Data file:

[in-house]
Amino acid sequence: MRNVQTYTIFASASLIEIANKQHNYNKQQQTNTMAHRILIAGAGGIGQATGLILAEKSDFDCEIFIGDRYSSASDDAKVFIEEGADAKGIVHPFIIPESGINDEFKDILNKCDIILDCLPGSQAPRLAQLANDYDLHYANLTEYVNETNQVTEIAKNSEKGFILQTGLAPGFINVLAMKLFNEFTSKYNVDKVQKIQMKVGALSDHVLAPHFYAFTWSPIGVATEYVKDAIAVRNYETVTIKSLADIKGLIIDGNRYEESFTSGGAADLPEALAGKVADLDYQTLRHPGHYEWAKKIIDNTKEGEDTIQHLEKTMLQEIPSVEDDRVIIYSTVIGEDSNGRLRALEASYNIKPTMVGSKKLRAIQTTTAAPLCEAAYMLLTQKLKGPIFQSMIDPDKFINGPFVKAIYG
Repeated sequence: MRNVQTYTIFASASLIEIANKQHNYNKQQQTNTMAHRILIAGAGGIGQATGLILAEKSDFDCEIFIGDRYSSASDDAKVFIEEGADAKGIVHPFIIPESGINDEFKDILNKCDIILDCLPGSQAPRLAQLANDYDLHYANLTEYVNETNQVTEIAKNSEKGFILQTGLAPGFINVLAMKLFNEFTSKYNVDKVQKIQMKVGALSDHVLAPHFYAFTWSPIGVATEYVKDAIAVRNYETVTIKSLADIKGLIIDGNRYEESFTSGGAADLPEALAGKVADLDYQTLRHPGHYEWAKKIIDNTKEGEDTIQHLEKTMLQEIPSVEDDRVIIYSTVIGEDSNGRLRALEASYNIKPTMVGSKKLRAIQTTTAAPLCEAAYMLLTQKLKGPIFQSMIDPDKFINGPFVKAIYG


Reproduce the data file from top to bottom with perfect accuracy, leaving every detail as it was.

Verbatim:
[in-house]
Amino acid sequence: MRNVQTYTIFASASLIEIANKQHNYNKQQQTNTMAHRILIAGAGGIGQATGLILAEKSDFDCEIFIGDRYSSASDDAKVFIEEGADAKGIVHPFIIPESGINDEFKDILNKCDIILDCLPGSQAPRLAQLANDYDLHYANLTEYVNETNQVTEIAKNSEKGFILQTGLAPGFINVLAMKLFNEFTSKYNVDKVQKIQMKVGALSDHVLAPHFYAFTWSPIGVATEYVKDAIAVRNYETVTIKSLADIKGLIIDGNRYEESFTSGGAADLPEALAGKVADLDYQTLRHPGHYEWAKKIIDNTKEGEDTIQHLEKTMLQEIPSVEDDRVIIYSTVIGEDSNGRLRALEASYNIKPTMVGSKKLRAIQTTTAAPLCEAAYMLLTQKLKGPIFQSMIDPDKFINGPFVKAIYG
Repeated sequence: MRNVQTYTIFASASLIEIANKQHNYNKQQQTNTMAHRILIAGAGGIGQATGLILAEKSDFDCEIFIGDRYSSASDDAKVFIEEGADAKGIVHPFIIPESGINDEFKDILNKCDIILDCLPGSQAPRLAQLANDYDLHYANLTEYVNETNQVTEIAKNSEKGFILQTGLAPGFINVLAMKLFNEFTSKYNVDKVQKIQMKVGALSDHVLAPHFYAFTWSPIGVATEYVKDAIAVRNYETVTIKSLADIKGLIIDGNRYEESFTSGGAADLPEALAGKVADLDYQTLRHPGHYEWAKKIIDNTKEGEDTIQHLEKTMLQEIPSVEDDRVIIYSTVIGEDSNGRLRALEASYNIKPTMVGSKKLRAIQTTTAAPLCEAAYMLLTQKLKGPIFQSMIDPDKFINGPFVKAIYG